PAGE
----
Ex-Lady

Synopsis: Commercial artist Helen Bauer believes marriage kills romance. She lives with advertising writer Don Peterson. He convinces her to marry him. He later carries on with client Peggy Smith; Helen takes up with Don's competitor Nick Malvyn. In the end, the couple agree to give marriage another chance.
Genre: Comedy, Drama
Director(s): Robert Florey
Production: Warner Bros.
 
IMDB:
7.0
UNRATED
Year:
1933
67 min
17 Views

- Alone! -Yes, alone.

Do you mind, Helen?

You dirty, low...

Can't you skip all that? I want to

talk this over with you, reasonably.

Reasonably! Reasonably! Better

I shouldn't talk to you at all.

Better I should do what a father

ought to do:
I should kill you!

I bring up a child to be a good girl, to

hope someday she will meet a good man.

She should be married.

She should have children.

When comes along a scoundrel,

a dirty, low scamp!

There's no use talking

like that, Mr. Bauer.

Helen and I don't feel

the way you do about it.

We're in love with each other,

and we don't want to get married.

You're hopelessly

old-fashioned, Mr. Bauer.

Old-fashioned!

That's a good word. That's a compliment.

Why, thank you! What's

good is old-fashioned?

- You dirty, low... -This isn't

going to get us anywhere.

- Come. -Adolph, maybe... -Come!

Let's have breakfast. I'm starved.

Let's talk.

- Let's eat. -No,

let's talk.

Let's eat and talk.

Helen, I'm willing to kid about this,

but we can't go on kidding about it.

- We ought to get married.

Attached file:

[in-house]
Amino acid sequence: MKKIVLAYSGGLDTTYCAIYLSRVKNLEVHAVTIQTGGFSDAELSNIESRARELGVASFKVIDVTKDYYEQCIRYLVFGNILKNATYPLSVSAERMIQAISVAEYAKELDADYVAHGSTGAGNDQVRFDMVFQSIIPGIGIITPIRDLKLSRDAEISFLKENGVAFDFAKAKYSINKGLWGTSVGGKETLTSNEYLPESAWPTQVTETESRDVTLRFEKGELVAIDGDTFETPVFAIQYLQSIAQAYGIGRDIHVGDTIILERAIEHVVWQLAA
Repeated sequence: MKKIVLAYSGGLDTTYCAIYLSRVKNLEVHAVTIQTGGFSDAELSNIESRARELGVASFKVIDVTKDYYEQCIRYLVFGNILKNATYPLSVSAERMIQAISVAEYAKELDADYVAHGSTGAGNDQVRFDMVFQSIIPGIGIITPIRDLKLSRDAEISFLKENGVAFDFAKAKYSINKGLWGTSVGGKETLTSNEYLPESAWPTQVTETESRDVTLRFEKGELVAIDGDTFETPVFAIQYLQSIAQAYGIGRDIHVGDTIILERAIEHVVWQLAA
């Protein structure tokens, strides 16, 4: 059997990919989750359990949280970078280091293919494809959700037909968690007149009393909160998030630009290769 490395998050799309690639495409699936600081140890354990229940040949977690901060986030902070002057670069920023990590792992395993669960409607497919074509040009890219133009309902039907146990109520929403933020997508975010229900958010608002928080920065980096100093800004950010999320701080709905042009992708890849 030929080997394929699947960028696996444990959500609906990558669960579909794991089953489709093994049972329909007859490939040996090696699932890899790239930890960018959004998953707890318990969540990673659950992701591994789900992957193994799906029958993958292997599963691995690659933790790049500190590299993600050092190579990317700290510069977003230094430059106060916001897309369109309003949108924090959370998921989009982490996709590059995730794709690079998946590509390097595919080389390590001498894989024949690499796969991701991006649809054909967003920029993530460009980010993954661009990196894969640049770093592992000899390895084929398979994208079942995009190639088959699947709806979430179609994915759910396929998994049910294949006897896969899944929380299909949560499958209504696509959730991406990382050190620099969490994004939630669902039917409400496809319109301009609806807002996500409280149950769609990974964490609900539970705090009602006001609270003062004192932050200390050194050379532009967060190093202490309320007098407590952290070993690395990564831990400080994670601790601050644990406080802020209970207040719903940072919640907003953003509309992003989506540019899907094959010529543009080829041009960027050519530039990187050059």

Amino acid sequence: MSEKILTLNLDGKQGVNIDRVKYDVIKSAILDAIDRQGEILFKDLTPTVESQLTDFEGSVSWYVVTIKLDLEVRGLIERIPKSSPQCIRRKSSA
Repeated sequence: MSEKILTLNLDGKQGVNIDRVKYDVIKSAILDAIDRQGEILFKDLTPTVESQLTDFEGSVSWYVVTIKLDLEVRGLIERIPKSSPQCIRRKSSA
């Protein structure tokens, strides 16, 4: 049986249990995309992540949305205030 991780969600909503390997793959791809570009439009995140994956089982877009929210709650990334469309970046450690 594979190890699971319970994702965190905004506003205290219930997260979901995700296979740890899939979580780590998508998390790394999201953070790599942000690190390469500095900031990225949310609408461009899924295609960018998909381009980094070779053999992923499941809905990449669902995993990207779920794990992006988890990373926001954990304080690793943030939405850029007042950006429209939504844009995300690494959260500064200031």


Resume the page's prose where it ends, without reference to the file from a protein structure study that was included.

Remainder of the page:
- "Ought... " Ouch!

Yes, ought. We ought to get married.

There isn't a reason in

the world why we don't.

And you call my father old-fashioned!

It isn't that I'm stuffy,

Helen. I've been around.

Just a playboy.

Now, you know what I mean.

The funny part of it is, when

we first met, when, we, uh...

Dash, dash, asterisk...

I didn't feel this way about it at all.

I think if you had suggested marriage...

...at the time, I'd have run

rapidly in the other direction.

Now, I know you're going to say

this is sentimental, Helen.

But I like to feel we belong

to each other forever and ever.

I want to marry you.

Aww, Don, we've been over

it. Over it and over it.

I went away from home to be on my own.

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David Boehm

David Boehm (1 February 1893 in New York – 31 July 1962 in Santa Monica, California) was an American screenwriter. He is best known for the 1944 World War II heavenly fantasy A Guy Named Joe (remade by Steven Spielberg in 1989 as Always), for which he received an Academy Award nomination. He also contributed scripts to Gold Diggers of 1933, Ex-Lady (1933), and Knickerbocker Holiday (1944). more…

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Submitted on August 05, 2018

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"Ex-Lady" Scripts.com. STANDS4 LLC, 2019. Web. 8 Dec. 2019. <https://www.scripts.com/script/ex-lady_7830>.

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